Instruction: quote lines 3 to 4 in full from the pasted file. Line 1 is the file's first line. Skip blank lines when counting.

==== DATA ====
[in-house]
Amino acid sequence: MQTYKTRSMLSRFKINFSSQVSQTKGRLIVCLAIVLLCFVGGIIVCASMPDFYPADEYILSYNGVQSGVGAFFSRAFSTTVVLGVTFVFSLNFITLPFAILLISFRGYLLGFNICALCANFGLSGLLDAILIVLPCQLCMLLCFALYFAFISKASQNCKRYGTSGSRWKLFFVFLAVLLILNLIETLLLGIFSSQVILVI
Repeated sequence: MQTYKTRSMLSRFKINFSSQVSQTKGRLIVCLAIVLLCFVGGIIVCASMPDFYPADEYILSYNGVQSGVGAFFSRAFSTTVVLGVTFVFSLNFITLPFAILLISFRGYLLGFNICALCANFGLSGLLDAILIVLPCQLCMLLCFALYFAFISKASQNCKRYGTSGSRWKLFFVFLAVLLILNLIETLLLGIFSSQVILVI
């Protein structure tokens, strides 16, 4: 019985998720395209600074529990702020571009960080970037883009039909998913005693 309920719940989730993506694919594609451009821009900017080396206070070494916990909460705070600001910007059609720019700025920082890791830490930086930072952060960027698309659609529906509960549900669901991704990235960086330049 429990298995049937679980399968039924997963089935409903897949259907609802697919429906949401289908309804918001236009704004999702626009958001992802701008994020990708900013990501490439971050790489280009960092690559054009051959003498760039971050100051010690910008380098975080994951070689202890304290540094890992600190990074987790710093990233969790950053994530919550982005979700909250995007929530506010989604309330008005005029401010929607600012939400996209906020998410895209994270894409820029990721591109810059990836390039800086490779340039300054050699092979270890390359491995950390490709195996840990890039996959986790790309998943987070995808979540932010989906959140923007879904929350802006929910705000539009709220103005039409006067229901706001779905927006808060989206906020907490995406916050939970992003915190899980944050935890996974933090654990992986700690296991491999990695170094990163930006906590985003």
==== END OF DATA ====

Repeated sequence: MQTYKTRSMLSRFKINFSSQVSQTKGRLIVCLAIVLLCFVGGIIVCASMPDFYPADEYILSYNGVQSGVGAFFSRAFSTTVVLGVTFVFSLNFITLPFAILLISFRGYLLGFNICALCANFGLSGLLDAILIVLPCQLCMLLCFALYFAFISKASQNCKRYGTSGSRWKLFFVFLAVLLILNLIETLLLGIFSSQVILVI
């Protein structure tokens, strides 16, 4: 019985998720395209600074529990702020571009960080970037883009039909998913005693 309920719940989730993506694919594609451009821009900017080396206070070494916990909460705070600001910007059609720019700025920082890791830490930086930072952060960027698309659609529906509960549900669901991704990235960086330049 429990298995049937679980399968039924997963089935409903897949259907609802697919429906949401289908309804918001236009704004999702626009958001992802701008994020990708900013990501490439971050790489280009960092690559054009051959003498760039971050100051010690910008380098975080994951070689202890304290540094890992600190990074987790710093990233969790950053994530919550982005979700909250995007929530506010989604309330008005005029401010929607600012939400996209906020998410895209994270894409820029990721591109810059990836390039800086490779340039300054050699092979270890390359491995950390490709195996840990890039996959986790790309998943987070995808979540932010989906959140923007879904929350802006929910705000539009709220103005039409006067229901706001779905927006808060989206906020907490995406916050939970992003915190899980944050935890996974933090654990992986700690296991491999990695170094990163930006906590985003």